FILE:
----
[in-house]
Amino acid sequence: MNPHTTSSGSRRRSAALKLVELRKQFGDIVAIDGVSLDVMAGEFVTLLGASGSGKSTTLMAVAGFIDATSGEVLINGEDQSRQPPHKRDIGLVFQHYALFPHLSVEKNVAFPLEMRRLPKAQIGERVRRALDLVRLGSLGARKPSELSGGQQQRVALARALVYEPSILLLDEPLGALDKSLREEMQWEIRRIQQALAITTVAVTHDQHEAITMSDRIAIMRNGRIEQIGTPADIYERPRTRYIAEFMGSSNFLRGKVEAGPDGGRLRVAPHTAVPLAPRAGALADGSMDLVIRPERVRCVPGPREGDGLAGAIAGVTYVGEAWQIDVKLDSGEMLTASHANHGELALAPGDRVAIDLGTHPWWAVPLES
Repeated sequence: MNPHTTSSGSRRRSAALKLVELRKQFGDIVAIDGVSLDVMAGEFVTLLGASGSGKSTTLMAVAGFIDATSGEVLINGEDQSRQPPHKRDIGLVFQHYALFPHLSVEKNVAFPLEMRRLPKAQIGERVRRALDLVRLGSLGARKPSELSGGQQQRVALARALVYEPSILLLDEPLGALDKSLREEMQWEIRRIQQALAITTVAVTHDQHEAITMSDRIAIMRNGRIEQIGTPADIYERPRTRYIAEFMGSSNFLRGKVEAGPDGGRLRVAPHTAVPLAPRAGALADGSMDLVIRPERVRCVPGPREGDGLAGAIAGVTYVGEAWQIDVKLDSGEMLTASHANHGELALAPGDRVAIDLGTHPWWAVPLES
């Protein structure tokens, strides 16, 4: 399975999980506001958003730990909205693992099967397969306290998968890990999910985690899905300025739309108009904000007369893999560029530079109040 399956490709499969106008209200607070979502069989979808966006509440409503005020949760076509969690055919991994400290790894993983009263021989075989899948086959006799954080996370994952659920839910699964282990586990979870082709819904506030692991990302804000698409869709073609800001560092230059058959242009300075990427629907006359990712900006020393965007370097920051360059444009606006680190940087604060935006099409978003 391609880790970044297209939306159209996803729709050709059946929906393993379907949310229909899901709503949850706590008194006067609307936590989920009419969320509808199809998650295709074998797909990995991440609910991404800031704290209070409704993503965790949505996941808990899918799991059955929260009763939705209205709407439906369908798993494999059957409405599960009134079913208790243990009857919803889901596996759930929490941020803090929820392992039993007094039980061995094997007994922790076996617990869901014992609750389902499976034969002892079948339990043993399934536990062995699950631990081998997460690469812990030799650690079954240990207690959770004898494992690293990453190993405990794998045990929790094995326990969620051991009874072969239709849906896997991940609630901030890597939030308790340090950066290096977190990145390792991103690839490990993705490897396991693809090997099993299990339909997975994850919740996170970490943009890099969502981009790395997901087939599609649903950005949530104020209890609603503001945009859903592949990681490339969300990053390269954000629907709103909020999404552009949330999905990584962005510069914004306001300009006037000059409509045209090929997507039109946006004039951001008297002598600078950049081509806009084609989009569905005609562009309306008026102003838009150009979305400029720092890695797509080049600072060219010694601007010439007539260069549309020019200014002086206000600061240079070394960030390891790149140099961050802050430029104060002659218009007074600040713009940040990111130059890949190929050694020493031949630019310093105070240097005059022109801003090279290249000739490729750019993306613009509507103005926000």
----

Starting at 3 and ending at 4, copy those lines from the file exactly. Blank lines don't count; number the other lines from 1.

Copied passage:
Repeated sequence: MNPHTTSSGSRRRSAALKLVELRKQFGDIVAIDGVSLDVMAGEFVTLLGASGSGKSTTLMAVAGFIDATSGEVLINGEDQSRQPPHKRDIGLVFQHYALFPHLSVEKNVAFPLEMRRLPKAQIGERVRRALDLVRLGSLGARKPSELSGGQQQRVALARALVYEPSILLLDEPLGALDKSLREEMQWEIRRIQQALAITTVAVTHDQHEAITMSDRIAIMRNGRIEQIGTPADIYERPRTRYIAEFMGSSNFLRGKVEAGPDGGRLRVAPHTAVPLAPRAGALADGSMDLVIRPERVRCVPGPREGDGLAGAIAGVTYVGEAWQIDVKLDSGEMLTASHANHGELALAPGDRVAIDLGTHPWWAVPLES
């Protein structure tokens, strides 16, 4: 399975999980506001958003730990909205693992099967397969306290998968890990999910985690899905300025739309108009904000007369893999560029530079109040 399956490709499969106008209200607070979502069989979808966006509440409503005020949760076509969690055919991994400290790894993983009263021989075989899948086959006799954080996370994952659920839910699964282990586990979870082709819904506030692991990302804000698409869709073609800001560092230059058959242009300075990427629907006359990712900006020393965007370097920051360059444009606006680190940087604060935006099409978003 391609880790970044297209939306159209996803729709050709059946929906393993379907949310229909899901709503949850706590008194006067609307936590989920009419969320509808199809998650295709074998797909990995991440609910991404800031704290209070409704993503965790949505996941808990899918799991059955929260009763939705209205709407439906369908798993494999059957409405599960009134079913208790243990009857919803889901596996759930929490941020803090929820392992039993007094039980061995094997007994922790076996617990869901014992609750389902499976034969002892079948339990043993399934536990062995699950631990081998997460690469812990030799650690079954240990207690959770004898494992690293990453190993405990794998045990929790094995326990969620051991009874072969239709849906896997991940609630901030890597939030308790340090950066290096977190990145390792991103690839490990993705490897396991693809090997099993299990339909997975994850919740996170970490943009890099969502981009790395997901087939599609649903950005949530104020209890609603503001945009859903592949990681490339969300990053390269954000629907709103909020999404552009949330999905990584962005510069914004306001300009006037000059409509045209090929997507039109946006004039951001008297002598600078950049081509806009084609989009569905005609562009309306008026102003838009150009979305400029720092890695797509080049600072060219010694601007010439007539260069549309020019200014002086206000600061240079070394960030390891790149140099961050802050430029104060002659218009007074600040713009940040990111130059890949190929050694020493031949630019310093105070240097005059022109801003090279290249000739490729750019993306613009509507103005926000």